Detransitioner Perspective: Transition was easy...Detransition was not
My name is Abel Garcia, I was born in 1997 to a Mexican family who came to the US illegally. Due to my parents’ illegal status, I was raised by my grandparents because my parents were working non-stop so they could support me. Growing up I was a very shy, quiet, and timid boy, I was and still am an over-thinker. With my father working non-stop, I did not have a male role model in my life growing up. As a kid, I did not feel comfortable as a boy because of my overthinking and also because I was not the most masculine boy growing up. My feeling that I was not a typical boy led to my belief that I must be a girl.
Even though I had issues with what it meant to be a boy or a man while confusing my different nature as a girl/woman, I did not know what the word “transgender” was until I was much older and found the word through YouTube. Not knowing much and assuming that was what I was, especially with my childhood, I believed I was transgender. But because I was a minor I did not move forward on those thoughts, and I just put them in the back of my mind. It was not until after I left high school that I decided to transition from male to female.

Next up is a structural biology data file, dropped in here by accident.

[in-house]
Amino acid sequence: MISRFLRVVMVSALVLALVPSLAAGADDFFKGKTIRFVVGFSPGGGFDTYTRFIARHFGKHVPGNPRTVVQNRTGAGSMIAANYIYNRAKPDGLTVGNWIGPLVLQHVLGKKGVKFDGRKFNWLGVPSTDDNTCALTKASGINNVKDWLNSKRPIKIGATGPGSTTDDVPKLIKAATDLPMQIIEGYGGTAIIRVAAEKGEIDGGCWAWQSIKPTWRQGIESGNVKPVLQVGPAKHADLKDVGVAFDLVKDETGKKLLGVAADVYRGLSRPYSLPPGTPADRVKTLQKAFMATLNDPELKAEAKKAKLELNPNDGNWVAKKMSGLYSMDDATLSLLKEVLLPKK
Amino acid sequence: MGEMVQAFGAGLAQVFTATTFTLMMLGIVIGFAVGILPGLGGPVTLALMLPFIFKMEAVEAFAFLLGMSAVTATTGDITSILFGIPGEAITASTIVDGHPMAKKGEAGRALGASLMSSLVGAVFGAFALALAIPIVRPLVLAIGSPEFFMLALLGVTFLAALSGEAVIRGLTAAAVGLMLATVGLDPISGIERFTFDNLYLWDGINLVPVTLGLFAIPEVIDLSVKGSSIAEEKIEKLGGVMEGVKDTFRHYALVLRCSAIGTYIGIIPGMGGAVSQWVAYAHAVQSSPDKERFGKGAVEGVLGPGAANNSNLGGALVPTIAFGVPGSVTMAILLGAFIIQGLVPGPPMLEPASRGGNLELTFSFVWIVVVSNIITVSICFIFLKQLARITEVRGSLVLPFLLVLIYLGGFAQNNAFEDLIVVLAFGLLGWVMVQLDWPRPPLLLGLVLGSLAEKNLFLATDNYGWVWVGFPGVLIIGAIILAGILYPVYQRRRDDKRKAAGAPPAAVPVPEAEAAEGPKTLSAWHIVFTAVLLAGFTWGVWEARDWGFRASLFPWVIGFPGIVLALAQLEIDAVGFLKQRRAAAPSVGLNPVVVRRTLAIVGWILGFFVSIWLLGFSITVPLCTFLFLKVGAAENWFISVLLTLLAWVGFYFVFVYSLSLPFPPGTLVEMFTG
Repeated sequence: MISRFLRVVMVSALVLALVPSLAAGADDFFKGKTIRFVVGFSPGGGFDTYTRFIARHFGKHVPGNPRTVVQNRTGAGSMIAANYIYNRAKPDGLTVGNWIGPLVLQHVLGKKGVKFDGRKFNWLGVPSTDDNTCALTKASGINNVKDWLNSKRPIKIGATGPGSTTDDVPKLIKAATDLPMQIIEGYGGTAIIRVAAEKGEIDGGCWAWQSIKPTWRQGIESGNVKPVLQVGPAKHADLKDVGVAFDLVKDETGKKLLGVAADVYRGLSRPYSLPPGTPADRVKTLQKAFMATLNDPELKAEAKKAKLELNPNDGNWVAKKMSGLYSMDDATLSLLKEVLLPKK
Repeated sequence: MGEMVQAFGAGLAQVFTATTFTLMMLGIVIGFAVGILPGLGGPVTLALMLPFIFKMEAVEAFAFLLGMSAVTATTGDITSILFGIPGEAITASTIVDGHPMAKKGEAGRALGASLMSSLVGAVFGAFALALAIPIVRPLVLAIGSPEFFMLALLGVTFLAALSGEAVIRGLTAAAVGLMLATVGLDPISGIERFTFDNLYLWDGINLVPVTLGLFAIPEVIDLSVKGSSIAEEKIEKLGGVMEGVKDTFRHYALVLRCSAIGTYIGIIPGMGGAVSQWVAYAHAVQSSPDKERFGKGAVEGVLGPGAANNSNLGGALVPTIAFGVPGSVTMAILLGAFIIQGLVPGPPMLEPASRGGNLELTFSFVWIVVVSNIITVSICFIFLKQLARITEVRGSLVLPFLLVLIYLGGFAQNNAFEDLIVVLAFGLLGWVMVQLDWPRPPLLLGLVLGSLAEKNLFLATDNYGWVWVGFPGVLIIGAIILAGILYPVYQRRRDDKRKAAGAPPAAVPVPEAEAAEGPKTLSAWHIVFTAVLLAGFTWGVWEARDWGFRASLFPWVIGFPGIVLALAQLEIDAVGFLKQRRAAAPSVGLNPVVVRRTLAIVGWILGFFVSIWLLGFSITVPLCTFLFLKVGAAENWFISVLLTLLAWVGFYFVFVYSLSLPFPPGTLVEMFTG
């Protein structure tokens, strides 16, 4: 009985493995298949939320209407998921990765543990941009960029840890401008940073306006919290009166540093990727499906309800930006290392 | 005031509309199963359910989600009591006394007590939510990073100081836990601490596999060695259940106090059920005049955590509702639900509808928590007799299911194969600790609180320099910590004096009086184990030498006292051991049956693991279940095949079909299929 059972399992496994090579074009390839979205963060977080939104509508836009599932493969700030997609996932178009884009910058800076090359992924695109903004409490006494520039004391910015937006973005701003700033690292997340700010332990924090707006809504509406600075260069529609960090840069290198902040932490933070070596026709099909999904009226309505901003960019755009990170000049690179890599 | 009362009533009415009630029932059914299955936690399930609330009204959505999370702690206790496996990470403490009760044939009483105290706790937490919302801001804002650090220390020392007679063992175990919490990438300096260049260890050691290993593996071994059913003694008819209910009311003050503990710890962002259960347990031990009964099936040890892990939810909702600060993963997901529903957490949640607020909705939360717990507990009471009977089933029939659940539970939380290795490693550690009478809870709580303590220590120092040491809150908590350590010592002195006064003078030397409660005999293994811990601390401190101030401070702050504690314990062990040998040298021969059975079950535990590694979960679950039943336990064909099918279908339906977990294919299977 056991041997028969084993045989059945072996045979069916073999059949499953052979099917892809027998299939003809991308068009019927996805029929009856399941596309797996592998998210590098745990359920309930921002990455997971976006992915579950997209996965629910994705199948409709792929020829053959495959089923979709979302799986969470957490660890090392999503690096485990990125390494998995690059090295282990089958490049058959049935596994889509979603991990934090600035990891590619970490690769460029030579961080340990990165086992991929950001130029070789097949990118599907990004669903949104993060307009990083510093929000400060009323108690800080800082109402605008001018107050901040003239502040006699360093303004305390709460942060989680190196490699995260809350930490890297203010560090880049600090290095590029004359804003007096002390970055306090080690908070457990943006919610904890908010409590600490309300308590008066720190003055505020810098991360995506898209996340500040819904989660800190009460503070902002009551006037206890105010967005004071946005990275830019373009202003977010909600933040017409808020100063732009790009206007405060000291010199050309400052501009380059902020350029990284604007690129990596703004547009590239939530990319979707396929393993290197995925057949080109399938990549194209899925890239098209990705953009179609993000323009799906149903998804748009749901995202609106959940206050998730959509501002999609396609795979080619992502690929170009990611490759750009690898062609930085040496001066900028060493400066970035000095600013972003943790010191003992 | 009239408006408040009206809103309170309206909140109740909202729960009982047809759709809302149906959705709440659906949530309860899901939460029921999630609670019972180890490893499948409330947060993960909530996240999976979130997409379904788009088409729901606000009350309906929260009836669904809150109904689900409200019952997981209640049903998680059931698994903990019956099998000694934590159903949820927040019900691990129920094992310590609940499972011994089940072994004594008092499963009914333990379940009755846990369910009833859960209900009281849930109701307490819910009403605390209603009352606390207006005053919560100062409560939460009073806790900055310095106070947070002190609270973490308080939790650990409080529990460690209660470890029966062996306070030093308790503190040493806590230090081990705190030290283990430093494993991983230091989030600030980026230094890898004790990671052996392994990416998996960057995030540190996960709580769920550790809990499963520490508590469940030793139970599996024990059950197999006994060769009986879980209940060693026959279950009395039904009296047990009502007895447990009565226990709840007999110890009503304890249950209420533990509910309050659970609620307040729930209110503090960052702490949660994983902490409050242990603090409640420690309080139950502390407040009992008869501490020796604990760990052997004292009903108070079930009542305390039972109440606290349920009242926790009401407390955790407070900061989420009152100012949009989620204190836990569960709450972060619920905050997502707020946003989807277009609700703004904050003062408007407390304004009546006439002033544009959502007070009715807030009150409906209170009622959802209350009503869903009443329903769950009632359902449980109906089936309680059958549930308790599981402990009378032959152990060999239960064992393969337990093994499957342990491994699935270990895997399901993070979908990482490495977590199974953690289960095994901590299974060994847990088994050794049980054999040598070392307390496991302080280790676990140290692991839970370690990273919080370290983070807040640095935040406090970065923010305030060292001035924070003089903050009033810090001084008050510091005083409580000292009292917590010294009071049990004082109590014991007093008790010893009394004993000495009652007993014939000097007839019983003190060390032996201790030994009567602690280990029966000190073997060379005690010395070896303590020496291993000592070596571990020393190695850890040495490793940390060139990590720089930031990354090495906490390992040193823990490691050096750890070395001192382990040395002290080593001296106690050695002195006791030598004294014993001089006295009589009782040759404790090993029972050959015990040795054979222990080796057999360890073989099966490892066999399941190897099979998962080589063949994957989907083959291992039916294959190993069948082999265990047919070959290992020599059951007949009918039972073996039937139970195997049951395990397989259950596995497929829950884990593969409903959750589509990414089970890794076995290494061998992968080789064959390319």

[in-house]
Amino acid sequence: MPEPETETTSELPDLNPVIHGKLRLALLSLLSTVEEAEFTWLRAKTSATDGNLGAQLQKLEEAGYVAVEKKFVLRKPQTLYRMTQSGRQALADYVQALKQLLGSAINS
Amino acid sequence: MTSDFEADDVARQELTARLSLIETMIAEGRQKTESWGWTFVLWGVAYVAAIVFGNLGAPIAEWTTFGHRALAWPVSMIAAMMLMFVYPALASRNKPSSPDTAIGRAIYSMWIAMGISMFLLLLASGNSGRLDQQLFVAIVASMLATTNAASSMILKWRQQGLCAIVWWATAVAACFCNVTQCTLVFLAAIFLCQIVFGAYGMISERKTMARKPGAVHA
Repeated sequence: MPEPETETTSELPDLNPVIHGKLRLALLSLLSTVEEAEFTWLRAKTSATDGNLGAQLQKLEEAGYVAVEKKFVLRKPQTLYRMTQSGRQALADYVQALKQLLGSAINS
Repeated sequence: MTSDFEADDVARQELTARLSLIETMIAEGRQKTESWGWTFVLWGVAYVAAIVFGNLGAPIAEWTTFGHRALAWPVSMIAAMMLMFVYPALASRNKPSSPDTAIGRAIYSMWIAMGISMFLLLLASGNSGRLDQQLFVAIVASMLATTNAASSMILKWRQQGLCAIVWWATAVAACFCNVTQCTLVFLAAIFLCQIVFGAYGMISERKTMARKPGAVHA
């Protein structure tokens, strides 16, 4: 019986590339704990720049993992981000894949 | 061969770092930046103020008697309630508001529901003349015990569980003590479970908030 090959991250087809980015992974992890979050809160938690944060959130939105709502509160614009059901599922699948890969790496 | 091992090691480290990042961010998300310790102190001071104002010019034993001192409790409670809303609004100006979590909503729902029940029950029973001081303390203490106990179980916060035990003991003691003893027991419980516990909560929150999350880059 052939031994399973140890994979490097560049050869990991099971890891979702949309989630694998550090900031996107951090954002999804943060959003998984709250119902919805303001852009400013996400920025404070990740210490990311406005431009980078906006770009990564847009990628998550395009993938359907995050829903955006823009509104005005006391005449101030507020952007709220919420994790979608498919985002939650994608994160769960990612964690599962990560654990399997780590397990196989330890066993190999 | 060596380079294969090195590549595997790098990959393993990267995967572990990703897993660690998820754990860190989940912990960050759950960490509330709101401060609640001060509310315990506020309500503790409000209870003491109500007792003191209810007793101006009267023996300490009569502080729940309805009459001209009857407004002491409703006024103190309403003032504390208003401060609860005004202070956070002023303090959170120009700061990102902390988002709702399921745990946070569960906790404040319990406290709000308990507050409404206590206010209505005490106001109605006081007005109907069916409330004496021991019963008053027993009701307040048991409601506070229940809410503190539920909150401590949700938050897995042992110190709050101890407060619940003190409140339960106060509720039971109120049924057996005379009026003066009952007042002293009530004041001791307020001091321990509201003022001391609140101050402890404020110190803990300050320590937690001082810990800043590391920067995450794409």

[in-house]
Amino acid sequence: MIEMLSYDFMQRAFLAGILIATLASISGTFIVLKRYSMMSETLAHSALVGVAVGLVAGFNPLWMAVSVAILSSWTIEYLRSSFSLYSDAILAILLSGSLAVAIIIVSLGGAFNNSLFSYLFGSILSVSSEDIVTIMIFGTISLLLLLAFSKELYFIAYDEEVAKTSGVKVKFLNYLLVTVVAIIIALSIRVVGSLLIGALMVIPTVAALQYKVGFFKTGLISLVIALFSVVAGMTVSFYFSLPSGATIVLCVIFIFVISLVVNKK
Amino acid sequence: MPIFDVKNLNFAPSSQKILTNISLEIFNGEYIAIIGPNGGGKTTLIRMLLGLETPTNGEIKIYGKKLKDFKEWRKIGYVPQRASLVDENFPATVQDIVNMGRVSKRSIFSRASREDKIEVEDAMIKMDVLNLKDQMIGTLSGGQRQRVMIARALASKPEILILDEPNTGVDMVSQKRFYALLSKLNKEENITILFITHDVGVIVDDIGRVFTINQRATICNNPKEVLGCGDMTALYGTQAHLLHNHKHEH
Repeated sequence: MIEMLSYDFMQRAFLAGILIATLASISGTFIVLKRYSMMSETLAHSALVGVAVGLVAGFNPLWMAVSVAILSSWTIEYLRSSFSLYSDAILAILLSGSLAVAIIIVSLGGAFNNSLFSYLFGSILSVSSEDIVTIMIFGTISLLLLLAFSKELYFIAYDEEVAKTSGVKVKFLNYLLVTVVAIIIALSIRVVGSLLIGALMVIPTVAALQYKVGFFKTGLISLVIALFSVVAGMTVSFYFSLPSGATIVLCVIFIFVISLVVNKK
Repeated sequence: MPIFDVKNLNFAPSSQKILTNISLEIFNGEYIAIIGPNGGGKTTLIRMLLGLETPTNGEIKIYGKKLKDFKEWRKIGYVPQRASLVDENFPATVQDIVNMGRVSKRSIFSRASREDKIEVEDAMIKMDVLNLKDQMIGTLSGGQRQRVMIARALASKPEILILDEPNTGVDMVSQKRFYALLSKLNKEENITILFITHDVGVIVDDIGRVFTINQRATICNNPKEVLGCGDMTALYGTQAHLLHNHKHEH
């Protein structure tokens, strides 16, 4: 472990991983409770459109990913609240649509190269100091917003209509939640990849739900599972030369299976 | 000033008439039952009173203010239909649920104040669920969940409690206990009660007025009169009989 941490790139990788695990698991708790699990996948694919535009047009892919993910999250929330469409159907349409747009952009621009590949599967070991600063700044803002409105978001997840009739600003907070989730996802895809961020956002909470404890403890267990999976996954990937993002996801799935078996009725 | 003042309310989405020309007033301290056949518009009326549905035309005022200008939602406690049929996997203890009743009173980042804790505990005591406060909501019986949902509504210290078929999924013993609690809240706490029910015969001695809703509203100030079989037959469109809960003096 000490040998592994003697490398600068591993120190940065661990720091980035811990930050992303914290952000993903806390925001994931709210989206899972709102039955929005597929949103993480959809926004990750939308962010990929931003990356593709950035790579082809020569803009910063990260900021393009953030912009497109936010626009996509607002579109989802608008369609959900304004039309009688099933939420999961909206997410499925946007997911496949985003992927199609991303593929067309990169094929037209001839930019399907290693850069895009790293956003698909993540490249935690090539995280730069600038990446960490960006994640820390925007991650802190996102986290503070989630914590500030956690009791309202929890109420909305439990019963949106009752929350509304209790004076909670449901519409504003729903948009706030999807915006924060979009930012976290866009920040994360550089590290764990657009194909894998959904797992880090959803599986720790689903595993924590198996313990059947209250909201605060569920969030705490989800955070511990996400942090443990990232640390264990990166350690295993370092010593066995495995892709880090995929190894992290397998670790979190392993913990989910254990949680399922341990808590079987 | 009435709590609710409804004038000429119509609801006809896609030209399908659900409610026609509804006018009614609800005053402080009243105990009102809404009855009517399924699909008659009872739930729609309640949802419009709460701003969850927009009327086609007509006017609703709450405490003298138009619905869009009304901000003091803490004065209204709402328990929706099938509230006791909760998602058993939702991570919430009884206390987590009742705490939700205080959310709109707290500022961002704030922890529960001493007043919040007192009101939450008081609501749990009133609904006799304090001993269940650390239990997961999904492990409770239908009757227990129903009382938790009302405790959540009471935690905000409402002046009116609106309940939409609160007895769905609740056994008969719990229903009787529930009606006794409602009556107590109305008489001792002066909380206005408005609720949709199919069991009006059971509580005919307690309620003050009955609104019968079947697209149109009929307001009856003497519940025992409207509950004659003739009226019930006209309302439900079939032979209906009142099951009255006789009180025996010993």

I came out as transgender to my friends who were all supportive of my decision, I then came out to my mother a few months later in December of 2015. My mother broke down crying when I came out to her as transgender, she then asked me many questions mostly regarding what if I made a mistake or what if I realized I wasn’t transgender, I informed my mother then that I knew this is what I wanted and that I could not be wrong regarding this. A few months later I went to see a therapist regarding my identity as a transgender woman at my local LGBT center, I received a female therapist. This therapist did not know how to handle transgender patients so, after three sessions with her, she then transferred me to her supervisor who had more experience with transgender patients.
The next therapist that I spoke with, immediately affirmed me as a transgender woman and informed me that she had my letter to transition during my first session with her. When I asked her why she felt comfortable recommending this during my first session with her, I was informed that she did not want to gatekeep me from my transition. Even though I wanted to transition then I waited a couple of months before I accepted the letter to transition— a part of me knew that this could be irreversible and due to that possibility, I took a bit longer to start my transition and gave myself a plan regarding surgeries. My original plan was to wait five years before I received top surgery (aka breast implants) and ten years before I got bottom surgery aka penile inversion/neo-vagina.